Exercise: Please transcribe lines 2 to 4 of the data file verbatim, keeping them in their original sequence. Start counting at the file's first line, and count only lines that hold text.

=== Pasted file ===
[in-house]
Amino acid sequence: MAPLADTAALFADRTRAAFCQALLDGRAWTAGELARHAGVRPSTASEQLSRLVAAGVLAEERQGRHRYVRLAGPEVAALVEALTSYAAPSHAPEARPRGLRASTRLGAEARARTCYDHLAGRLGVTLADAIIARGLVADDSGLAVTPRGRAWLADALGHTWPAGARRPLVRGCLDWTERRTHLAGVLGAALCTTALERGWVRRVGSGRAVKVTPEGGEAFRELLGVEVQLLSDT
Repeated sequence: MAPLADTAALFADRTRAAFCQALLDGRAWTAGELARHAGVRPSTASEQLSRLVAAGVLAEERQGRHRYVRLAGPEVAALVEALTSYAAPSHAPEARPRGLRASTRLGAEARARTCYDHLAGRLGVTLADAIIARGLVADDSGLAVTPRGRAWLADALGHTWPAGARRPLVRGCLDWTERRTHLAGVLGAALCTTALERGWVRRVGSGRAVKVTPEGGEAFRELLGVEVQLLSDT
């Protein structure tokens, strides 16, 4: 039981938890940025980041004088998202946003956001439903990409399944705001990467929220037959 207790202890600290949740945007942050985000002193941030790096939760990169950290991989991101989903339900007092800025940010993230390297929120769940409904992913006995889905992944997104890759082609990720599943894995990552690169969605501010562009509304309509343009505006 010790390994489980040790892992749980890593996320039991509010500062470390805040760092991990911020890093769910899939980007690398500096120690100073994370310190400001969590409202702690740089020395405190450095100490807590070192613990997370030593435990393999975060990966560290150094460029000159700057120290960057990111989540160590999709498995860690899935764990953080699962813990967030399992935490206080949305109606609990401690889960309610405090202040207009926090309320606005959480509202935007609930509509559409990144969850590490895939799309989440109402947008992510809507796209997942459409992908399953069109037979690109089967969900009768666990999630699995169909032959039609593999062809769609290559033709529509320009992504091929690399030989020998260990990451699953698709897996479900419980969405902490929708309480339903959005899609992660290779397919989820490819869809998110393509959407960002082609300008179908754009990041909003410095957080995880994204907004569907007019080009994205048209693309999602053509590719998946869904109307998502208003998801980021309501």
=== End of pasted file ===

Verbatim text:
Amino acid sequence: MAPLADTAALFADRTRAAFCQALLDGRAWTAGELARHAGVRPSTASEQLSRLVAAGVLAEERQGRHRYVRLAGPEVAALVEALTSYAAPSHAPEARPRGLRASTRLGAEARARTCYDHLAGRLGVTLADAIIARGLVADDSGLAVTPRGRAWLADALGHTWPAGARRPLVRGCLDWTERRTHLAGVLGAALCTTALERGWVRRVGSGRAVKVTPEGGEAFRELLGVEVQLLSDT
Repeated sequence: MAPLADTAALFADRTRAAFCQALLDGRAWTAGELARHAGVRPSTASEQLSRLVAAGVLAEERQGRHRYVRLAGPEVAALVEALTSYAAPSHAPEARPRGLRASTRLGAEARARTCYDHLAGRLGVTLADAIIARGLVADDSGLAVTPRGRAWLADALGHTWPAGARRPLVRGCLDWTERRTHLAGVLGAALCTTALERGWVRRVGSGRAVKVTPEGGEAFRELLGVEVQLLSDT
């Protein structure tokens, strides 16, 4: 039981938890940025980041004088998202946003956001439903990409399944705001990467929220037959 207790202890600290949740945007942050985000002193941030790096939760990169950290991989991101989903339900007092800025940010993230390297929120769940409904992913006995889905992944997104890759082609990720599943894995990552690169969605501010562009509304309509343009505006 010790390994489980040790892992749980890593996320039991509010500062470390805040760092991990911020890093769910899939980007690398500096120690100073994370310190400001969590409202702690740089020395405190450095100490807590070192613990997370030593435990393999975060990966560290150094460029000159700057120290960057990111989540160590999709498995860690899935764990953080699962813990967030399992935490206080949305109606609990401690889960309610405090202040207009926090309320606005959480509202935007609930509509559409990144969850590490895939799309989440109402947008992510809507796209997942459409992908399953069109037979690109089967969900009768666990999630699995169909032959039609593999062809769609290559033709529509320009992504091929690399030989020998260990990451699953698709897996479900419980969405902490929708309480339903959005899609992660290779397919989820490819869809998110393509959407960002082609300008179908754009990041909003410095957080995880994204907004569907007019080009994205048209693309999602053509590719998946869904109307998502208003998801980021309501």